Pvt. Brian Bollan, 19, from Detroit, Mich., readies his equipment on his Humvee gunner position. Bollan serves in the 3rd Infantry Division’s 1st Battalion, 15th Infantry Regiment scout platoon.

Pvt. Brian Bollan, 19, from Detroit, Mich., readies his equipment on his Humvee gunner position. Bollan serves in the 3rd Infantry Division’s 1st Battalion, 15th Infantry Regiment scout platoon. (Joseph Giordono / S&S)

ON THE IRAQ BORDER — The sounds of cruise missles, artillery and cheering infantrymen echoed across the desert overnight Thursday as the 3rd Infantry Division launched the ground war on Iraqi troops.

The division’s artillery opened fire, using Paladin self-propelled howitzers and multiple launch rocket systems in the first stage of the ground war.

Maj. Gen. Buford Blount, the division commander, had said the artillery barrage would signal the first phase of the ground war against Iraq.

White light glowed in the sky above the cannons as more than 100 artillery shells were fired in the direction of southern Iraq.

Explosions inside Iraq could be heard. No fire was being returned.

Intelligence reports suggest that, other than in the city of Basra, U.S. forces are expecting little to no resistance at the border. In fact, U.S. military officials said Thursday that almost 30 Iraqi soldiers — mostly border guards at observation posts — had already surrendered to coalition forces.

The move to final attack positions was greeted with more shouts of joy by the scout platoon of the 1st Battalion, 15th Infantry Regiment. It has been in country almost continuously since May and see the way north as the shortest route home to the States.

“Let’s do it,” said Sgt. Terrence Grant of the Scout Platoon. “We’ve been waiting here a long time for this, so it’s time to get it on.”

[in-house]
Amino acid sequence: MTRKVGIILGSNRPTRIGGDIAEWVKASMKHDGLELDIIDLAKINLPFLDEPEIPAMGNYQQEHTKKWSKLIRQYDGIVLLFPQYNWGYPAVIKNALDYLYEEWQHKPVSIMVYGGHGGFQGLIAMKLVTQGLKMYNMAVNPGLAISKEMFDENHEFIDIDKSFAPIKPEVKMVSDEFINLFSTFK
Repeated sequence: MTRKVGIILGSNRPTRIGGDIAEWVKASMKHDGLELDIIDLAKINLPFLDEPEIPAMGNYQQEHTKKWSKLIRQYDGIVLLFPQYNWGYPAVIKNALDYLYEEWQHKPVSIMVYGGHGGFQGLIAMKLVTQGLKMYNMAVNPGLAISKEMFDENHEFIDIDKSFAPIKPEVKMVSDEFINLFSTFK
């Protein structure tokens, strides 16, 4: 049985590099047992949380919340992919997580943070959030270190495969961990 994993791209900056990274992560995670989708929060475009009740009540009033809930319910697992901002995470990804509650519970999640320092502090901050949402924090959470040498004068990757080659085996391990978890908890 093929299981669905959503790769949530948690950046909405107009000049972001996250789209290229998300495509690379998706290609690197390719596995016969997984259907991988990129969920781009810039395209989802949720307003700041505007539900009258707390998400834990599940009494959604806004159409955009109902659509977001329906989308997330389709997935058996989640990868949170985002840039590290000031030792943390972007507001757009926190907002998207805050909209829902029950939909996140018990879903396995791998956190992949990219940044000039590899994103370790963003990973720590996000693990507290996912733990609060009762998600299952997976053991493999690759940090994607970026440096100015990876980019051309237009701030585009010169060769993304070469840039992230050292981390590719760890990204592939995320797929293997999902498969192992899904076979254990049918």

The eagerness to cross the border doesn’t seem to be born of false bravado; it seems more a combination of confidence in the overwhelming superiority of firepower and the desire to get home after so long in the desert.

The ground war was launched about an hour after Defense Secretary Donald H. Rumsfeld promised: “The days of the Saddam Hussein regime are numbered.”

Rumsfeld, in his first news conference since the war began, said the United States had hit a senior Iraqi leadership position in its initial strikes. He offered no details, saying a damage assessment was pending.

The assault “was the first,” he said. “It likely will not be the last.”

The day was not without its harrowing moments. At approximately 1:15 p.m. local time Thursday, a call went out over the command radio net indicating that an Iraqi Scud launch had been detected.

That announcement was quickly followed by orders to unpack chemical protection suits and be ready to don them at a moment’s notice. Ten minutes later, however, another radio message was put out saying that the Scud had been intercepted by a Patriot missile battery.

“I think that everyone is a little bit nervous, but we’re more than ready to get this going,” said Pvt. Brian Bollan, a 19-year-old scout from Detroit, Mich.

Late Thursday afternoon, the scout platoon drove a reconnaissance mission along the route to be used for the border crossing. American military engineers had already broken wide holes in the dirt birms that mark the soon-to-be-former demilitarized zone.

The engineers also had cleared a wide swath of any potential minefields.

As darkness fell over Task Force 1-15, whose soldiers tried to sleep inside their vehicles, atop tanks or next to Humvee gun turrets, all eyes were cast skyward.

Dozens of cruise missiles whizzed overhead, en route to multiple destinations in Iraq. Artillery from the 3rd Infantry Division added to the barrage, pummeling sites near the border and “shaping the battlefield.”

Reporter Joe Giordono is embedded with the 3rd Infantry Division. The Associated Press contributed to this report.

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